I can't buy a win in Company of Heroes 2 at the moment, so I'll spend the weekend scowling over cold cups of tea learning to play, and then probably giving up and replaying the first two chapters of Kentucky Route Zero, a serene, surreal and beautiful episodic game that I'd describe as a "redneck Murakami adventure" if I had to cram the experience into a reductive three-word phrase. And I do, because it's so very nearly the weekend, and somewhere out there there's a Company of Heroes 2 trampling with my name on it.

You can catch up with our writers' progress, and their many tangential observations via Twitter. That's us, but what about you? Catching up on blockbusters past? Playing experimental indie games, or dipping into the latest releases?
PC Gamer - PC Gamer
title="Permanent Link to PC Gamer UK Podcast: Episode 92 – If Only You Could Talk To The Mecha-Hitler">Podcast Header Blank

In this bumper-length episode Graham, Rich and Chris discuss E3, the Oculus Rift, new Wolfenstein, The Evil Within and your questions from Twitter. If you like tangents, this episode is basically Christmas.

You can subscribe to the podcast on iTunes as well as downloading the MP3 directly. There's also a YouTube version.

To ask a question in a future episode, follow PC Gamer on Twitter. On the day of recording we'll invite people to ping us their quandries.

You can also follow us as individuals:

Chris - @cthursten

Graham - @gonnas

Rich - @richmcc

Show notes

All of our E3 coverage can be found on the relevent tag page.

Episode 90, in which Tom Senior breaks free of the bonds of decency in order to describe EVR.

Tom's Sleeping Dogs review.

That horror game we totally forgot the name of is Darkwood.

Rich Cobbett on the Doom novels.

Football Manager Ruined My Life, a book.

PC Gamer
title="Permanent Link to Square Enix want earlier interaction with customers, look to Kickstarter as inspiration">Tomb Raider - fire

After a disastrous financial year, in which Square Enix not only failed to make their expected profits, but were hit instead with by massive financial loss, the company's senior executive managing director Yosuke Matsuda has been looking at Kickstarter as a possible guide to improving "asset turnover". Which isn't to say they'll attempt to raise $100,000,000 for a Tomb Raider sequel via the crowd-funding site. ($110,000,000 stretch goal: add some proper tombs.) Instead, Matsuda wants Square Enix to interact with its customers at an earlier stage.

"One could go as far as to say that in today's times, making customers wait for years with little to no information is being dishonest to them," Matsuda said, in an earnings call two weeks ago. "We're no longer in an age where customers are left in the dark until a product is completed. We need to shift to a business model where we frequently interact with our customers for our products that are in‐development and/or prior to being sold, have our customers understand games under development, and finally make sure we develop games that meet their expectations."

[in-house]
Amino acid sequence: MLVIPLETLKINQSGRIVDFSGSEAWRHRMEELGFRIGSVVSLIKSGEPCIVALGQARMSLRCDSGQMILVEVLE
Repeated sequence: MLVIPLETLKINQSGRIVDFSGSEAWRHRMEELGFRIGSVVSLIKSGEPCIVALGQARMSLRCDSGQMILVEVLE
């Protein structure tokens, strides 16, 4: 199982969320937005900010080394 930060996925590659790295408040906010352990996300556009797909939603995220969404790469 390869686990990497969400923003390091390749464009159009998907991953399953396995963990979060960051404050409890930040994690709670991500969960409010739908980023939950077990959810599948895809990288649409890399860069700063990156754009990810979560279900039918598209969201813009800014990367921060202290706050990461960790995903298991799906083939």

"There is a crowdfunding website called 'Kickstarter,'" he continued, "which does not only serve as a method of financing for developers, but I believe should also be seen as a way to unite marketing and development together by allowing us to interact with customers while a game is in development."

Matsuda also pointed to Steam's Greenlight and Early Access initiatives as ways in which game makers are communicating with their community:

"Valve's Steam Greenlight and Early Access, are also very interesting, in that they raise the frequency by which we interact with customers, increasing their engagement and reflecting customer needs. We are also looking at what initiatives are possible from this perspective. What should we present to our customers before a game is finished, how can our customers enjoy this, and how do we connect this to profitability, is something we are thinking about implementing, and which can improve our asset turnover in the process."

Traditionally these services have been used by smaller developers, with smaller communities, making direct engagement a more manageable prospect. How Square Enix would scale these ideas out onto a much larger scale remains to be seen. But more openness and interaction from the publisher surely can't be a bad thing.

Thanks, GamesIndustry.
Announcement - Valve
Save up to 75% on new Week Long Deals on Steam, available now until May 27th at 10AM Pacific time!